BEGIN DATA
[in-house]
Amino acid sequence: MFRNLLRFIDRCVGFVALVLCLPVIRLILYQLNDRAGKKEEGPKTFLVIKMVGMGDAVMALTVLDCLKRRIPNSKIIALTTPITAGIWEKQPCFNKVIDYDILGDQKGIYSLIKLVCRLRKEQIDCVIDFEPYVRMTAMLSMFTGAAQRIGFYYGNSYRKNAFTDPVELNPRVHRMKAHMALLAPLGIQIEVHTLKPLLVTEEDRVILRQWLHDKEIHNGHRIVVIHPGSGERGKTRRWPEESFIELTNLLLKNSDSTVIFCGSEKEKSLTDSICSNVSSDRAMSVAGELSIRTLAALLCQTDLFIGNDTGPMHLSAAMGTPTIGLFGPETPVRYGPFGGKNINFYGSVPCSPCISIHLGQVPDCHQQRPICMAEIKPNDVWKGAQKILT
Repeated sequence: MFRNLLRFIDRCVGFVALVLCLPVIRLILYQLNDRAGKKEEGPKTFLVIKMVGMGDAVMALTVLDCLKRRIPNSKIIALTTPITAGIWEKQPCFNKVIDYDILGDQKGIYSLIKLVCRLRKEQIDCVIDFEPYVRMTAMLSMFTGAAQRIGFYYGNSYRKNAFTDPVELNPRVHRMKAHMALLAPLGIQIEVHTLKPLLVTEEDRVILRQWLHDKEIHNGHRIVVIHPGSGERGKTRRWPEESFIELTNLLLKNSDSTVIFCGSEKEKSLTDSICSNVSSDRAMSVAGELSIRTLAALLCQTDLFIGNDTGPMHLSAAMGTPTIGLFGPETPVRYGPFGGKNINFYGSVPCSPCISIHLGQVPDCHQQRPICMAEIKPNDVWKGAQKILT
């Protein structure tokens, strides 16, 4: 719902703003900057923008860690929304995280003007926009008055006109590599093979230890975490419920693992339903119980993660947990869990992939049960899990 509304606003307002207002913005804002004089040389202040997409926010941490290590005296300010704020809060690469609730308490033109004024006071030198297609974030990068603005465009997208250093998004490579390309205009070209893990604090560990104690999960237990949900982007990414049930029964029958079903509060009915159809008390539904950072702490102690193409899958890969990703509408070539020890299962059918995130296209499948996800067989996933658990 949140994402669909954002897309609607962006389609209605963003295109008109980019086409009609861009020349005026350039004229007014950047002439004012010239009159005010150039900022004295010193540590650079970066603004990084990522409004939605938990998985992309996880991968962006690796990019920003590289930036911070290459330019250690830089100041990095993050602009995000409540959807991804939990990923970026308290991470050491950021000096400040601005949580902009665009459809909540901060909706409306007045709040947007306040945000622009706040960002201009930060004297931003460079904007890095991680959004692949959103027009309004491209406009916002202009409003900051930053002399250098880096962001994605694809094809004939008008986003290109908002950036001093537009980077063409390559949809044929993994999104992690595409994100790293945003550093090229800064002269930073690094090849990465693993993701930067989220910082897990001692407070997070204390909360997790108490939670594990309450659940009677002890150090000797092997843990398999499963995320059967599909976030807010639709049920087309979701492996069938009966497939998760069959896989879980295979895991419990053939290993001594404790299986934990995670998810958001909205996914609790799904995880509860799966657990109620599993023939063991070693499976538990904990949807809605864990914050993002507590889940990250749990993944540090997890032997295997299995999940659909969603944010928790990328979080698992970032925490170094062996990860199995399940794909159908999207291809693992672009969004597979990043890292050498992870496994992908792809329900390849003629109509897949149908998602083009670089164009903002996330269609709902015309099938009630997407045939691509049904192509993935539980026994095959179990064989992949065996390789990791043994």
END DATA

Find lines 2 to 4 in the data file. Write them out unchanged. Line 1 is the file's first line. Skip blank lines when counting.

Amino acid sequence: MFRNLLRFIDRCVGFVALVLCLPVIRLILYQLNDRAGKKEEGPKTFLVIKMVGMGDAVMALTVLDCLKRRIPNSKIIALTTPITAGIWEKQPCFNKVIDYDILGDQKGIYSLIKLVCRLRKEQIDCVIDFEPYVRMTAMLSMFTGAAQRIGFYYGNSYRKNAFTDPVELNPRVHRMKAHMALLAPLGIQIEVHTLKPLLVTEEDRVILRQWLHDKEIHNGHRIVVIHPGSGERGKTRRWPEESFIELTNLLLKNSDSTVIFCGSEKEKSLTDSICSNVSSDRAMSVAGELSIRTLAALLCQTDLFIGNDTGPMHLSAAMGTPTIGLFGPETPVRYGPFGGKNINFYGSVPCSPCISIHLGQVPDCHQQRPICMAEIKPNDVWKGAQKILT
Repeated sequence: MFRNLLRFIDRCVGFVALVLCLPVIRLILYQLNDRAGKKEEGPKTFLVIKMVGMGDAVMALTVLDCLKRRIPNSKIIALTTPITAGIWEKQPCFNKVIDYDILGDQKGIYSLIKLVCRLRKEQIDCVIDFEPYVRMTAMLSMFTGAAQRIGFYYGNSYRKNAFTDPVELNPRVHRMKAHMALLAPLGIQIEVHTLKPLLVTEEDRVILRQWLHDKEIHNGHRIVVIHPGSGERGKTRRWPEESFIELTNLLLKNSDSTVIFCGSEKEKSLTDSICSNVSSDRAMSVAGELSIRTLAALLCQTDLFIGNDTGPMHLSAAMGTPTIGLFGPETPVRYGPFGGKNINFYGSVPCSPCISIHLGQVPDCHQQRPICMAEIKPNDVWKGAQKILT
């Protein structure tokens, strides 16, 4: 719902703003900057923008860690929304995280003007926009008055006109590599093979230890975490419920693992339903119980993660947990869990992939049960899990 509304606003307002207002913005804002004089040389202040997409926010941490290590005296300010704020809060690469609730308490033109004024006071030198297609974030990068603005465009997208250093998004490579390309205009070209893990604090560990104690999960237990949900982007990414049930029964029958079903509060009915159809008390539904950072702490102690193409899958890969990703509408070539020890299962059918995130296209499948996800067989996933658990 949140994402669909954002897309609607962006389609209605963003295109008109980019086409009609861009020349005026350039004229007014950047002439004012010239009159005010150039900022004295010193540590650079970066603004990084990522409004939605938990998985992309996880991968962006690796990019920003590289930036911070290459330019250690830089100041990095993050602009995000409540959807991804939990990923970026308290991470050491950021000096400040601005949580902009665009459809909540901060909706409306007045709040947007306040945000622009706040960002201009930060004297931003460079904007890095991680959004692949959103027009309004491209406009916002202009409003900051930053002399250098880096962001994605694809094809004939008008986003290109908002950036001093537009980077063409390559949809044929993994999104992690595409994100790293945003550093090229800064002269930073690094090849990465693993993701930067989220910082897990001692407070997070204390909360997790108490939670594990309450659940009677002890150090000797092997843990398999499963995320059967599909976030807010639709049920087309979701492996069938009966497939998760069959896989879980295979895991419990053939290993001594404790299986934990995670998810958001909205996914609790799904995880509860799966657990109620599993023939063991070693499976538990904990949807809605864990914050993002507590889940990250749990993944540090997890032997295997299995999940659909969603944010928790990328979080698992970032925490170094062996990860199995399940794909159908999207291809693992672009969004597979990043890292050498992870496994992908792809329900390849003629109509897949149908998602083009670089164009903002996330269609709902015309099938009630997407045939691509049904192509993935539980026994095959179990064989992949065996390789990791043994």